The FCC is likely to lose in both proceedings. In 2017, the D.C. Circuit upheld the FCC’s reclassification of broadband service under Title II. Two Republican judges dissented, arguing that whether to treat broadband like railroads was a “major question” for Congress, not the FCC, to decide. One of those judges was Brett Kavanaugh. Six years later, the Supreme Court has embraced the “major questions” doctrine in a series of “cases in which the ‘history and the breadth of the authority that [the agency] has asserted,’ and the ‘economic and political significance’ of that assertion, provide a ‘reason to hesitate before concluding that Congress’ meant to confer such authority.'” Even President Barack Obamaʼs former solicitors general agree: Title II reclassification “will not survive a Supreme Court encounter with the major questions doctrine.”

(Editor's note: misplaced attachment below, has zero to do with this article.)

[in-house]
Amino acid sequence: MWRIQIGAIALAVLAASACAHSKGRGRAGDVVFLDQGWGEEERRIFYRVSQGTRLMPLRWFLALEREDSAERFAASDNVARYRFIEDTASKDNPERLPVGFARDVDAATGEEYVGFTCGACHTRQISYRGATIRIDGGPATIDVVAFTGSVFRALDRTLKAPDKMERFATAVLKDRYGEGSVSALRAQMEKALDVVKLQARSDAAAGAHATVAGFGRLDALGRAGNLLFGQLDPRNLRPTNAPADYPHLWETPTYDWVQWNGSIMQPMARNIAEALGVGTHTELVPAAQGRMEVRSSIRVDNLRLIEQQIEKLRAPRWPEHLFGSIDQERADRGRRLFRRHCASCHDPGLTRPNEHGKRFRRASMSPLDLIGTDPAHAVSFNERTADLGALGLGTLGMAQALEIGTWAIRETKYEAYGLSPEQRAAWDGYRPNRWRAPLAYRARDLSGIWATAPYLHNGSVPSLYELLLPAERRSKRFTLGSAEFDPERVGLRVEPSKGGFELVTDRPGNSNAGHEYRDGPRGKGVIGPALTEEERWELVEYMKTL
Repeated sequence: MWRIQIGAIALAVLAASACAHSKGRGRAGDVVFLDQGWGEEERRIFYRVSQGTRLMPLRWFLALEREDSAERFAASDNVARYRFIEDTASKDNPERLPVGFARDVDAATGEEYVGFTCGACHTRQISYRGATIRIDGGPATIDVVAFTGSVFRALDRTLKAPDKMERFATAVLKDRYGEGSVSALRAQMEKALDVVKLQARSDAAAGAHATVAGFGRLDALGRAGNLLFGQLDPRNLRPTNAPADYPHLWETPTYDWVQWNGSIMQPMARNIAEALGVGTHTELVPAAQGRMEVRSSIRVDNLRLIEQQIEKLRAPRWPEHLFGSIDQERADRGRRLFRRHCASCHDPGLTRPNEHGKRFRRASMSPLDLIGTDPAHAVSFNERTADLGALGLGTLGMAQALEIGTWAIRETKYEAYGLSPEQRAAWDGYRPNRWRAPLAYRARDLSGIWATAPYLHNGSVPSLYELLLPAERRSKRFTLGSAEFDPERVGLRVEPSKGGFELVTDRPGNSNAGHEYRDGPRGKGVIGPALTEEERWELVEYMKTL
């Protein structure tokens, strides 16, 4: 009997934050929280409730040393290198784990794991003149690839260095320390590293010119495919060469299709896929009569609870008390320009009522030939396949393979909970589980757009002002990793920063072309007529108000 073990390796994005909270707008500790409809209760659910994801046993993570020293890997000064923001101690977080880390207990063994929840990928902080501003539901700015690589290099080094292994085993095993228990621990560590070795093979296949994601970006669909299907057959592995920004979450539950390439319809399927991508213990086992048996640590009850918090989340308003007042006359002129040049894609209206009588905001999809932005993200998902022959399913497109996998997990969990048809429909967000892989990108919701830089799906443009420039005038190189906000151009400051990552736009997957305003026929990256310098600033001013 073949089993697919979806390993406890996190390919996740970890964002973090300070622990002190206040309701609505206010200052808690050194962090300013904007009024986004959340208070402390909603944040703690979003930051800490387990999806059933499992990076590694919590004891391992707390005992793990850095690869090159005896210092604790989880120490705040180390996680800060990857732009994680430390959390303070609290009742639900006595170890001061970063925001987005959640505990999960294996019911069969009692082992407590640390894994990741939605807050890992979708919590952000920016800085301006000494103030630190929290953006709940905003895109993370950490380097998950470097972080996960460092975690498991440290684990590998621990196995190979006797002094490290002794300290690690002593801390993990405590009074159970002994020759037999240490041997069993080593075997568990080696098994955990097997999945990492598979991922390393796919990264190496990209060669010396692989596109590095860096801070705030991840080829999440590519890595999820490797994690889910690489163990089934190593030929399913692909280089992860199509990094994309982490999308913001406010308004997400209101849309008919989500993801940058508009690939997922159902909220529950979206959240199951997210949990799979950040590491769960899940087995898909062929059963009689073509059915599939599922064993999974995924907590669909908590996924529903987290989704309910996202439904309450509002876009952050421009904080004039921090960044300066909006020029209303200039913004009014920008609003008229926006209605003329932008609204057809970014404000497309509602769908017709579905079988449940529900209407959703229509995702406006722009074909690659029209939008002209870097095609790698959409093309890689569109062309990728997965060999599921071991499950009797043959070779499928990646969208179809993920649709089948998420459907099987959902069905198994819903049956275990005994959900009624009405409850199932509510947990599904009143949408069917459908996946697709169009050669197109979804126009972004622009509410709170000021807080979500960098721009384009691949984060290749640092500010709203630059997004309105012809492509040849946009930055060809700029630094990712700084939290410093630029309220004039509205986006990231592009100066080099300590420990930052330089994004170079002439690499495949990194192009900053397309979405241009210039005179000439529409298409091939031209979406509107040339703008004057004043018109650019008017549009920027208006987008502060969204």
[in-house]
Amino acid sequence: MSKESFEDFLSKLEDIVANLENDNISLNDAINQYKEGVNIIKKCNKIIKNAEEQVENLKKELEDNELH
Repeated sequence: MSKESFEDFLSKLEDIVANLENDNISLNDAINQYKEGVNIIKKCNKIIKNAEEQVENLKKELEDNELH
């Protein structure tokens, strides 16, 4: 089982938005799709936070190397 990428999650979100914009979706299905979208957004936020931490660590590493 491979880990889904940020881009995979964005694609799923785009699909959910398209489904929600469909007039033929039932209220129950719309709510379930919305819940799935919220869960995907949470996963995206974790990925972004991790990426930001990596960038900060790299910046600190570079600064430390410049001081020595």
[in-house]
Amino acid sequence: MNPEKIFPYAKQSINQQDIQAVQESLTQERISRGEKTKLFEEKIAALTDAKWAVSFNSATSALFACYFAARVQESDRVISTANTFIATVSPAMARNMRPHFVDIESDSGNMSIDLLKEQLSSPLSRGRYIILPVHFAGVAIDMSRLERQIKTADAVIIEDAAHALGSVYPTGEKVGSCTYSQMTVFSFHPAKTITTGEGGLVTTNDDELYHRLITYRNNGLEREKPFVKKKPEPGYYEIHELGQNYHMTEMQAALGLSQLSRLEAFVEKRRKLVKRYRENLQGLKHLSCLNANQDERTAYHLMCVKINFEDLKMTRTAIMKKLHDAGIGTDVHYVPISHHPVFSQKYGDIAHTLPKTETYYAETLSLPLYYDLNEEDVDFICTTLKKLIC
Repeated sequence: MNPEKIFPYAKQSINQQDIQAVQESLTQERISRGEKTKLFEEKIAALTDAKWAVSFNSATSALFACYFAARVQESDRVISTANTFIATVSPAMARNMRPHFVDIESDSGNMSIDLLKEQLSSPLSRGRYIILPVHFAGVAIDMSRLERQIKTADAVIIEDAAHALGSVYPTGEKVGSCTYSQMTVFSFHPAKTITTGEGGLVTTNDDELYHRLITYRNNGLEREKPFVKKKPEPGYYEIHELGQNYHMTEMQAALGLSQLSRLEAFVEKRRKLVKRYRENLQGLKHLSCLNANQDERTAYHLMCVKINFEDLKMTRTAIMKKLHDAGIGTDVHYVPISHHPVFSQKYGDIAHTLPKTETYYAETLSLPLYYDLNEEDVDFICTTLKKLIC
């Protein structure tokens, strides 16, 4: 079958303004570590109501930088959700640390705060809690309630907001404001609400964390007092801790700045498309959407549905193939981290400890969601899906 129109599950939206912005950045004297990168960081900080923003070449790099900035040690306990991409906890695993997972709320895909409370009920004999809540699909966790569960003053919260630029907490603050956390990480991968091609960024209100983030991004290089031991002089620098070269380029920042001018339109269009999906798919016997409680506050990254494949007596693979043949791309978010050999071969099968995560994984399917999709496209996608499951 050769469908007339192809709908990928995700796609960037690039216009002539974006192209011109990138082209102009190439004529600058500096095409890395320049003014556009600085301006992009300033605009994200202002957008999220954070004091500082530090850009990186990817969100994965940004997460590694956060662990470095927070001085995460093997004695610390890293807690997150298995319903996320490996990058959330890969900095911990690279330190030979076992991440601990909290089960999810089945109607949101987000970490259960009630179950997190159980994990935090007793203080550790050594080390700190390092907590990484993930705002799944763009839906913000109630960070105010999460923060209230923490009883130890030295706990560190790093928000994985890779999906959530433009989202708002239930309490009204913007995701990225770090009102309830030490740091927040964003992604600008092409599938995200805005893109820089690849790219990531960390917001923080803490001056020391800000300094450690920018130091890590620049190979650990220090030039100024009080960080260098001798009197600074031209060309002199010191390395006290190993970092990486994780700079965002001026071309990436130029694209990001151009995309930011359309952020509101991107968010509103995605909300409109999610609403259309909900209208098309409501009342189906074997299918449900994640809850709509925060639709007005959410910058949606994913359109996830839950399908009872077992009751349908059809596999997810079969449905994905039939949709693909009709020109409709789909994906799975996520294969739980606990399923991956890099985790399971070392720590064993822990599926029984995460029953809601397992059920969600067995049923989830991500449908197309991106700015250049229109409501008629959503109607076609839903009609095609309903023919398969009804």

The FCC is on even weaker ground in the digital discrimination proceeding.
Congress “does not alter the fundamental details of a regulatory scheme in vague terms or ancillary provisions—it does not…hide elephants in mouseholes.” If Congress had intended Section 60506 to transform broadband regulation, it would, at a minimum, have placed the provision inside the Communications Act—instead of leaving it a free-standing provision unconnected to the FCC’s enforcement powers. Moreover, if Congress had intended the FCC to regulate broadband on the basis of disparate impact rather than intentional discrimination, it would have written a statute that looked more like civil rights laws the Supreme Court has recognized as creating disparate-impact liability; it would have clearly prohibited the denial of equal opportunities. Instead, Congress commanded the FCC only to “facilitate equal access”—which makes sense in a sprawling bill about infrastructure spending.